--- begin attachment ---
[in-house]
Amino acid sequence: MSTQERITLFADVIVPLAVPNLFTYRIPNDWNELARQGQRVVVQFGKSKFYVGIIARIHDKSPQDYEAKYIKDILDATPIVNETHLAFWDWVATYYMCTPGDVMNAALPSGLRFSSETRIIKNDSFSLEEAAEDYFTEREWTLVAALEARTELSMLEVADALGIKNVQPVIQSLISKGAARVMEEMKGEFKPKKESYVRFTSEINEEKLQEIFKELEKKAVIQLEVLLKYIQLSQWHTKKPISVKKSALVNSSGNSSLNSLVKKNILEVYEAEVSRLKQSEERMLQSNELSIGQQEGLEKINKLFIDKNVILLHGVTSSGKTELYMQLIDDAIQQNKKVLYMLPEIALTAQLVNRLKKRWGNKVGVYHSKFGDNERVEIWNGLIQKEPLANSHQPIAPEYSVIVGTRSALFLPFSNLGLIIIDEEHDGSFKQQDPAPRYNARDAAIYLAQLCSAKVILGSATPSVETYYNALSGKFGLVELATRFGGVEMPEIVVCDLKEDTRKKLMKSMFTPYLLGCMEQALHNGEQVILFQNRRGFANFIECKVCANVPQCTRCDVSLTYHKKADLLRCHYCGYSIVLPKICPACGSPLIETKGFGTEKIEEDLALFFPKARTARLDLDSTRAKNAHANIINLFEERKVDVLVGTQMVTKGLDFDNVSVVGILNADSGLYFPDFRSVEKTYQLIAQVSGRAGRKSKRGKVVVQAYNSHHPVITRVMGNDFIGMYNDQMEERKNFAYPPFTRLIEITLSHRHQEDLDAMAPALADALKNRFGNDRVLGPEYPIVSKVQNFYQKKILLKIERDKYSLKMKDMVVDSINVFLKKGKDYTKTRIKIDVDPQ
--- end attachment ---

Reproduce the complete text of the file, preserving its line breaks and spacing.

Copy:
[in-house]
Amino acid sequence: MSTQERITLFADVIVPLAVPNLFTYRIPNDWNELARQGQRVVVQFGKSKFYVGIIARIHDKSPQDYEAKYIKDILDATPIVNETHLAFWDWVATYYMCTPGDVMNAALPSGLRFSSETRIIKNDSFSLEEAAEDYFTEREWTLVAALEARTELSMLEVADALGIKNVQPVIQSLISKGAARVMEEMKGEFKPKKESYVRFTSEINEEKLQEIFKELEKKAVIQLEVLLKYIQLSQWHTKKPISVKKSALVNSSGNSSLNSLVKKNILEVYEAEVSRLKQSEERMLQSNELSIGQQEGLEKINKLFIDKNVILLHGVTSSGKTELYMQLIDDAIQQNKKVLYMLPEIALTAQLVNRLKKRWGNKVGVYHSKFGDNERVEIWNGLIQKEPLANSHQPIAPEYSVIVGTRSALFLPFSNLGLIIIDEEHDGSFKQQDPAPRYNARDAAIYLAQLCSAKVILGSATPSVETYYNALSGKFGLVELATRFGGVEMPEIVVCDLKEDTRKKLMKSMFTPYLLGCMEQALHNGEQVILFQNRRGFANFIECKVCANVPQCTRCDVSLTYHKKADLLRCHYCGYSIVLPKICPACGSPLIETKGFGTEKIEEDLALFFPKARTARLDLDSTRAKNAHANIINLFEERKVDVLVGTQMVTKGLDFDNVSVVGILNADSGLYFPDFRSVEKTYQLIAQVSGRAGRKSKRGKVVVQAYNSHHPVITRVMGNDFIGMYNDQMEERKNFAYPPFTRLIEITLSHRHQEDLDAMAPALADALKNRFGNDRVLGPEYPIVSKVQNFYQKKILLKIERDKYSLKMKDMVVDSINVFLKKGKDYTKTRIKIDVDPQ